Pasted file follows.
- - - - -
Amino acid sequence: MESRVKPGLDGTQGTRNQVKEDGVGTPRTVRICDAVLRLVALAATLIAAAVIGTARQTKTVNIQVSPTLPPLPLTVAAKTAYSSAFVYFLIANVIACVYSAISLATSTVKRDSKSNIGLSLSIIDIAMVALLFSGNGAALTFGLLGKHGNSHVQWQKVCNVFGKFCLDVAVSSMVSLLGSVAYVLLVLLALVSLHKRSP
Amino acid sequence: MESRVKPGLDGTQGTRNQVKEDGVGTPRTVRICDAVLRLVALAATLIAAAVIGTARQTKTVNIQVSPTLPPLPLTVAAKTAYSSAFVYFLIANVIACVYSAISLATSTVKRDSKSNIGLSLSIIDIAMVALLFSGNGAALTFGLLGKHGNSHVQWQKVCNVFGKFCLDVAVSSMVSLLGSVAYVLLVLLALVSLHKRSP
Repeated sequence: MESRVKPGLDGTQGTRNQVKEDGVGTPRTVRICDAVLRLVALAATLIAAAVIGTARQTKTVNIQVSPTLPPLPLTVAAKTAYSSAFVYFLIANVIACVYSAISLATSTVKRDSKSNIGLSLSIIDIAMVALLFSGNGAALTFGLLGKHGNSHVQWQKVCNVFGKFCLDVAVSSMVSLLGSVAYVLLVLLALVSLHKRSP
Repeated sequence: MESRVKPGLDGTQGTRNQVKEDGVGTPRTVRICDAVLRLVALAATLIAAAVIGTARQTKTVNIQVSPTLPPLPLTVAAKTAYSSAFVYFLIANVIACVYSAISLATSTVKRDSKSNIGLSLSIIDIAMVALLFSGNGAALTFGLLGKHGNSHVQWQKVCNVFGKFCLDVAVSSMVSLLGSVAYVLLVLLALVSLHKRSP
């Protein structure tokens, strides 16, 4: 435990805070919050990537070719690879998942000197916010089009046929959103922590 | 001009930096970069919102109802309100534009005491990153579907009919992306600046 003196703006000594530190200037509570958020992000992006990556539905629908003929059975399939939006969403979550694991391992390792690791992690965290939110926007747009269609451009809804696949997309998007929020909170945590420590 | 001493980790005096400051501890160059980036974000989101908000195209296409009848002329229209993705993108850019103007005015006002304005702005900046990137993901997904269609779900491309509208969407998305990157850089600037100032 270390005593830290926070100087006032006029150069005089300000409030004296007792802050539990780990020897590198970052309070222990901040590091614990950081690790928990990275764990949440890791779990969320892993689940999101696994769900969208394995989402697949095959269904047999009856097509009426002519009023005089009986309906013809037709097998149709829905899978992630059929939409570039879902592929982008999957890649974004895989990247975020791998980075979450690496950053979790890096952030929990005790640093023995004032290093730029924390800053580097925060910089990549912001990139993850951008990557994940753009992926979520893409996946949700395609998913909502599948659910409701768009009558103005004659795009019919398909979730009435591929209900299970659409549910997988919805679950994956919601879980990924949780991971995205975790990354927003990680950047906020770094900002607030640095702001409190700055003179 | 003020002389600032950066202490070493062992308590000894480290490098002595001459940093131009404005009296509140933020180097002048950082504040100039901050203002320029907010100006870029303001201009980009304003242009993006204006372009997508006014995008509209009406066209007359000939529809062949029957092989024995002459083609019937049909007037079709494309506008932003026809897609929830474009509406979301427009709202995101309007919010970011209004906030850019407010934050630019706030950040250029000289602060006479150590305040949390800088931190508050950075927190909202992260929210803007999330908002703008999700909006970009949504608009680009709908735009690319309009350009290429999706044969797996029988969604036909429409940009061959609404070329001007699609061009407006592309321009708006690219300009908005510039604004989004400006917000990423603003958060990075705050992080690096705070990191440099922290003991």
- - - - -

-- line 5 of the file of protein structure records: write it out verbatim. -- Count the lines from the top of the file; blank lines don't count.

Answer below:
């Protein structure tokens, strides 16, 4: 435990805070919050990537070719690879998942000197916010089009046929959103922590 | 001009930096970069919102109802309100534009005491990153579907009919992306600046 003196703006000594530190200037509570958020992000992006990556539905629908003929059975399939939006969403979550694991391992390792690791992690965290939110926007747009269609451009809804696949997309998007929020909170945590420590 | 001493980790005096400051501890160059980036974000989101908000195209296409009848002329229209993705993108850019103007005015006002304005702005900046990137993901997904269609779900491309509208969407998305990157850089600037100032 270390005593830290926070100087006032006029150069005089300000409030004296007792802050539990780990020897590198970052309070222990901040590091614990950081690790928990990275764990949440890791779990969320892993689940999101696994769900969208394995989402697949095959269904047999009856097509009426002519009023005089009986309906013809037709097998149709829905899978992630059929939409570039879902592929982008999957890649974004895989990247975020791998980075979450690496950053979790890096952030929990005790640093023995004032290093730029924390800053580097925060910089990549912001990139993850951008990557994940753009992926979520893409996946949700395609998913909502599948659910409701768009009558103005004659795009019919398909979730009435591929209900299970659409549910997988919805679950994956919601879980990924949780991971995205975790990354927003990680950047906020770094900002607030640095702001409190700055003179 | 003020002389600032950066202490070493062992308590000894480290490098002595001459940093131009404005009296509140933020180097002048950082504040100039901050203002320029907010100006870029303001201009980009304003242009993006204006372009997508006014995008509209009406066209007359000939529809062949029957092989024995002459083609019937049909007037079709494309506008932003026809897609929830474009509406979301427009709202995101309007919010970011209004906030850019407010934050630019706030950040250029000289602060006479150590305040949390800088931190508050950075927190909202992260929210803007999330908002703008999700909006970009949504608009680009709908735009690319309009350009290429999706044969797996029988969604036909429409940009061959609404070329001007699609061009407006592309321009708006690219300009908005510039604004989004400006917000990423603003958060990075705050992080690096705070990191440099922290003991």